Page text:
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Congenital diaphragmatic hernia

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Introduction

A congenital diaphragmatic hernia (CDH) is a hole in the diaphragm that prevents the separation of  the abdomen from the chest during prenatal development. The diaphragm is thin or slightly developed, creating an aperture. The aperture allows the movement of abdominal contents into the chest region affecting the growth and development of the lungs.

As the growth of the lung is affected, it will be smaller. The mobility of the abdominal contents to the chest region results in breathing difficulty that is apparent by birth.

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What are Congenital diaphragmatic hernia?

A congenital diaphragmatic hernia is a significant congenital disease that occurs in every 1 of every 2500 to 3000 live births. Neonates with congenital diaphragmatic hernia need utmost care at delivery. So, early care and diagnosis are of prime importance. It is important to create awareness about the disease helping people with early diagnosis.

What causes Congenital Congenital diaphragmatic hernia?

The exact cause of the disease is unknown, it may be because of other genetic abnormalities contributing to it. Various research projects are working towards understanding the cause. Genetic researchers are innovative in understanding the potential underlying aetiology of congenital diaphragmatic hernia. Genetic counselling for the families affected is possible once doctors unveil the genetic cause of the disease.

The congenital diaphragmatic hernia has varied causes affecting 10-15% of individuals. It is a disorder affecting many organ systems known as a syndrome. The organ systems affected are the heart, brain skeleton, intestine, genitals, kidneys, or eyes. The disease has no known genetic syndrome or chromosomal abnormality. The genes responsible for congenital diaphragmatic hernia are studied for the possible cause of the disease. Genes provide instructions to manufacture proteins are transcription factors enabling the control of gene expression. Environmental factors before birth are known to influence.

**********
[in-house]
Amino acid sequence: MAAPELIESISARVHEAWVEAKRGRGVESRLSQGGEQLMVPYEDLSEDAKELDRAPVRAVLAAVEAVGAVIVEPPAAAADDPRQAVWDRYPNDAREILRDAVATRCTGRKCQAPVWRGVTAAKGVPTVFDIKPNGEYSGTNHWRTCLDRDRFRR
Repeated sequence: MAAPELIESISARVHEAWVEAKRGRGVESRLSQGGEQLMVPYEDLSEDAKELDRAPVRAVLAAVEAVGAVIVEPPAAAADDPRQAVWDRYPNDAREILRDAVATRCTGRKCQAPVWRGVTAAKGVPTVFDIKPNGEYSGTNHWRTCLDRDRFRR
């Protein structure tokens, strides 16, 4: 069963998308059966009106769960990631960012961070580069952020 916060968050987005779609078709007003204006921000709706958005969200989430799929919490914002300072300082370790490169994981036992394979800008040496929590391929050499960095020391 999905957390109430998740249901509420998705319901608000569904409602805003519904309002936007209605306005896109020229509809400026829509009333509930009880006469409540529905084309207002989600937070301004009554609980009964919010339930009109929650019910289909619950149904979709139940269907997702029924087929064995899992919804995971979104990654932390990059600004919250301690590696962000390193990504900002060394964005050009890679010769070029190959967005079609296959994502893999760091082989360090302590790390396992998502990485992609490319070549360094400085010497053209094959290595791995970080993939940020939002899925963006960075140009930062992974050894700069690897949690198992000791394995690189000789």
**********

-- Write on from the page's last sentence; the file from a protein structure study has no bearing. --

What are the symptoms of Congenital diaphragmatic hernia?

Prenatal ultrasound is effective in detecting congenital diaphragmatic hernia. The sonographer feels the stomach, intestine, or liver in the position of the lungs. The external organs of the chest gently flank the heart to one side.

  • ● Breathing difficulties
  • ● Pain in the abdomen
  • ● Intestinal protrusion in the chest cavity
  • ● As the disease is asymptomatic, medical imaging helps in detecting.

A congenital diaphragmatic hernia is of two types – Bochdalek hernia and Morgagni hernia.

Bochdalek hernia is the defect in the lateral diaphragm and posteriorly. Morgagni hernia is a defect involving the frontal part of the diaphragm. 2% of the congenital hernia are of this type and 80-90% of the congenital hernia are of Bochdalek type. Environmental factors at the time of the disease may amplify the chance of congenital diaphragmatic hernia.

What are the diagnosis of Congenital diaphragmatic hernia?

The imaging specialist plays a pivotal role in cutting-edge technologies and prenatal imaging techniques confirming the baby’s diagnosis.

High-resolution fetal ultrasound evaluates congenital diaphragmatic hernia and fetal anatomy in the entirety

Ultrasound fetal MRI provides anatomic information about the congenital diaphragmatic hernia along with measuring lung volumes. Fetal echocardiogram enables evaluation of fetal heart structure and function.

These tests help in identifying the side of the diaphragm affected, the left, right, and the sides and the organs in the chest while measuring the lung volume to inform about how the baby could get affected during birth.

How to manage congenital diaphragmatic hernia during pregnancy?